When Bill Gates said Microsoft had spent between $8 billion and $9 billion to develop Windows Vista and Office 2007, my mind clouded briefly before I stared at the screen in disbelief. Consider how often it took Apple two years or more to accumulate that much money, and you’ll get the picture. Even now, thousands and thousands of Microsoft developers are toiling in their code mines struggling to move this wasteful venture to the starting gate.
As you recall, Gates says there’s an 80% chance Vista will be released to consumers in January 2007, as if PC box vendors could care, once the holiday season has passed. Or maybe they hope that those Zune media players will somehow compensate for the lost sales.
But the larger problem here is that Microsoft comes across as a directionless company, a firm that has been singularly unable to succeed beyond its core business of operating systems and office suites. Of course, that was enough to allow it to dominate the PC industry. Apple, despite getting so many things right, still remains an afterthought to many businesses.
At the same time, Vista seems, to some, near as bad as Apple’s abortive Copland project of a decade ago, where they spent hundreds of millions to build an industrial-strength operating system in-house, as it were. While Apple had the good sense to give it all up and look elsewhere for relief, Microsoft will simply throw more money and more developers into the project, hoping that enough cooks will make the stew taste good.
If you’ve read some reviews about Vista betas, you’ll see what I mean. Yes, it’s real enough, but it’s extremely rough even at this late stage and has a number of questionable user interface quirks, such as the excessive number of pop-up windows that appear when you attempt to do something that excites its security protection technology.
In the end, of course, Vista will appear, and it may even work fairly well. Microsoft has largely succeeded on delivering products that are good enough to get the job done, even if they suffer from bad design decisions and various and sundry bouts of unreality and massive security leaks. I don’t expect Vista to be much different, though I would hope the security protections will be enhanced, as long promised.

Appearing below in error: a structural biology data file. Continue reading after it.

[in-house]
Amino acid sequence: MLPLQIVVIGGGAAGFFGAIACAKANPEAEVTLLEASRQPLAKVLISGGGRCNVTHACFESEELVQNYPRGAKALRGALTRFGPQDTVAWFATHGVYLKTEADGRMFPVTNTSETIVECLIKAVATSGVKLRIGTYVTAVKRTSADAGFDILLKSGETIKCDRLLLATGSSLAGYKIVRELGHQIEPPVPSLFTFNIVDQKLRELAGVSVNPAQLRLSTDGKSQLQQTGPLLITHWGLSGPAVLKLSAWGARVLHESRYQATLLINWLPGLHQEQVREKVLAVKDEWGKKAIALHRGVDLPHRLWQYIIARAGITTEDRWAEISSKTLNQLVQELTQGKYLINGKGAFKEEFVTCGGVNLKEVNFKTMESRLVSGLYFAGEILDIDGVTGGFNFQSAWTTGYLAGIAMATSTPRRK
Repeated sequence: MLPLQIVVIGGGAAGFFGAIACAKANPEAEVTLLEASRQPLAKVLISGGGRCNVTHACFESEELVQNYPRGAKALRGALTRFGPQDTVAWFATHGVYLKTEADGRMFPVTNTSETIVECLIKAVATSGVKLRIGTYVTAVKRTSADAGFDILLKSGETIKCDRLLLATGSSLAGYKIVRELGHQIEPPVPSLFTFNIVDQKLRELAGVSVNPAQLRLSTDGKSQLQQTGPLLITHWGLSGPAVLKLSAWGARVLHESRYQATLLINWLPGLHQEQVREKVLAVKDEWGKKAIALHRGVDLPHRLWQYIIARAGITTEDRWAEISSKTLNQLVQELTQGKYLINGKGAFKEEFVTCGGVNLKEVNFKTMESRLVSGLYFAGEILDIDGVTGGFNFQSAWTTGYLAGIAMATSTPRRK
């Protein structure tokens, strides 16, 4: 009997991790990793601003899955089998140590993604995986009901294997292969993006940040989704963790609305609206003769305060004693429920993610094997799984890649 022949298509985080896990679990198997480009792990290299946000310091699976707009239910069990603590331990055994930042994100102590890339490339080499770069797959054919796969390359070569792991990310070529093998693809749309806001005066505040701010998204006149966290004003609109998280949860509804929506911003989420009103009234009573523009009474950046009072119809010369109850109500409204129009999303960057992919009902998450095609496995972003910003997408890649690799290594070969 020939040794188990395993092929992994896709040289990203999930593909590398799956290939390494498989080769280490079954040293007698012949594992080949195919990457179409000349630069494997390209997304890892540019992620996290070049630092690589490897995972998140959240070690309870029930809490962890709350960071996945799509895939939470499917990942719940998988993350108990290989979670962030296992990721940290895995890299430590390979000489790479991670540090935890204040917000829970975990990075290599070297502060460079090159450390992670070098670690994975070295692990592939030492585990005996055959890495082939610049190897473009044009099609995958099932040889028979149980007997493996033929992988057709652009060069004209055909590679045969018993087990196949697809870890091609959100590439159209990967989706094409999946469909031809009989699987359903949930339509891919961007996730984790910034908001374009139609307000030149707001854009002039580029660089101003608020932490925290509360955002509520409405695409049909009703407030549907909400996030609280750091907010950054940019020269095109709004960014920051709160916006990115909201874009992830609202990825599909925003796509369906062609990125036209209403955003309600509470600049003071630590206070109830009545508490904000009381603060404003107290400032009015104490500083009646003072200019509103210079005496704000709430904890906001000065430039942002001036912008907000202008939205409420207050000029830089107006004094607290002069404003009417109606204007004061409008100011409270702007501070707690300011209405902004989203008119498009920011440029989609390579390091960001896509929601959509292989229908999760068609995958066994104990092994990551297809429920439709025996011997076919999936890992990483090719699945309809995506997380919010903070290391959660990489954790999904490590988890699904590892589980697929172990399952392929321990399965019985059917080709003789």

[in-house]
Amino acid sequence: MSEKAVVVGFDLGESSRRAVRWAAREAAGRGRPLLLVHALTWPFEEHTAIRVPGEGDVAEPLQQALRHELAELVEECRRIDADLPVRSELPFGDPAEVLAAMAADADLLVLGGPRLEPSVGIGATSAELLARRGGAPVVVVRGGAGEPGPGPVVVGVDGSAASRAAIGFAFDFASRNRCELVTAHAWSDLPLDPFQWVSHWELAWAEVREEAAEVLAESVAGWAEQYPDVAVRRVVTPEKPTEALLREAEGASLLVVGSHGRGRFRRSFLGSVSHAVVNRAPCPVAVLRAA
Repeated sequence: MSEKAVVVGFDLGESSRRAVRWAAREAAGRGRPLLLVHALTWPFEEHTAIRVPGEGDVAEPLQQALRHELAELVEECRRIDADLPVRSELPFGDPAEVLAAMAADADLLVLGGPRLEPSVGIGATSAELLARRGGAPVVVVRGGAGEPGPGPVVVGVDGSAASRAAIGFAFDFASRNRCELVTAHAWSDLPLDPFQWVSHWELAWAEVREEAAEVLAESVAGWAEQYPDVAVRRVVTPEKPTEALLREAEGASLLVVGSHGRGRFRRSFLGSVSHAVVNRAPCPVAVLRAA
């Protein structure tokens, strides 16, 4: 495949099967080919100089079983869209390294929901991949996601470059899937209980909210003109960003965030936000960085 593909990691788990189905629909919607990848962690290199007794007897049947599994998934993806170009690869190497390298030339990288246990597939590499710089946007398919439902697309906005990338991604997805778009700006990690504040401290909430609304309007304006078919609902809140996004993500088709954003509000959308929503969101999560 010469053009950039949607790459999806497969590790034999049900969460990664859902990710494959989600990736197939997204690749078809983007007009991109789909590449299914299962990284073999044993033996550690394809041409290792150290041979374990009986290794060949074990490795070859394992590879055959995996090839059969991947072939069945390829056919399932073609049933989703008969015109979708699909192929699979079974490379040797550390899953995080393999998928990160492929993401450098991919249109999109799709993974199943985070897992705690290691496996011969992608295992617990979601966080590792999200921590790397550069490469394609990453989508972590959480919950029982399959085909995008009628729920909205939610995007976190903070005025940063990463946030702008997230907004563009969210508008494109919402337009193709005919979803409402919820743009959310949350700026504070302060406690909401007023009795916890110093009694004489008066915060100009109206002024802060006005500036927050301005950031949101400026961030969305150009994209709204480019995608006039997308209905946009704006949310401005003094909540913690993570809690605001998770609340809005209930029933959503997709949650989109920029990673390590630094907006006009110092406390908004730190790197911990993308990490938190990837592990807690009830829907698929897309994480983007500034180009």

But to look at Microsoft’s larger problem, let’s examine the little things, such as their recently-introduced wireless keyboard and mouse combination for the Mac. Essentially they took an existing product, the Wireless Laser Desktop 6000, changed a few keytops to better support Mac capabilities and added Universal drivers to support both PowerPC and Intel-based Macs. Period!
Not that it’s a bad product. Again, we have the good enough factor here, and I actually gave it a pretty good review a few weeks ago. Forget, for the moment, the drab dark gray and silver color scheme inherited from the Windows version of the product. Typical of Microsoft, it has some annoying quirks that only appeared after using it for a while. Take the laser mouse, which tracks well and performs relatively smoothly. Except that it also has a nasty habit of freezing every so often.
After doing a little testing, I found it wasn’t the drivers, but the mouse itself that lost its ability to connect to the wireless receiver. To reactivate the unit, I merely had to remove the batteries for a few seconds and reinsert them.
Sure, you may ask, why not return or exchange the mouse? Well, I did just that, and the replacement had the very same quirk. I even got ahold of a standalone Wireless Laser Mouse 6000, which is identical in both Mac and Windows versions. Guess what? The identical problem.
Microsoft’s PR people promised to have answers and they haven’t produced any. Moving the receiver to different USB ports, even the ones at the rear of my monitor, failed to help. Finally, I retrieved my all-time favorite pointing device, the Logitech MX1000 Laser Cordless Mouse, installed the software and it has functioned flawlessly. It never misses a beat, except for one of the rubber feet that fell off apparently during my last move. A set of replacement feet is coming, however.
Now here’s the peculiar part, as if any story about Microsoft isn’t peculiar. There are separate drivers for the keyboard, which I opted to continue to use, and the mouse. But if you uninstall the latter, the custom keys at the left of the keyboard, which activate your chat, email, music, photo and Web applications, stop working. I’m serious. Reinstalling the mouse software also restored these functions. Now that’s just sloppy programming, and when you wrap your head around such nonsense, you can begin to contemplate the mindset of a company that wastes billions on an operating system upgrade that it can’t deliver on time.
I think Microsoft’s stockholders are owed an apology, a refund, and some new executives who know how to properly manage product development.
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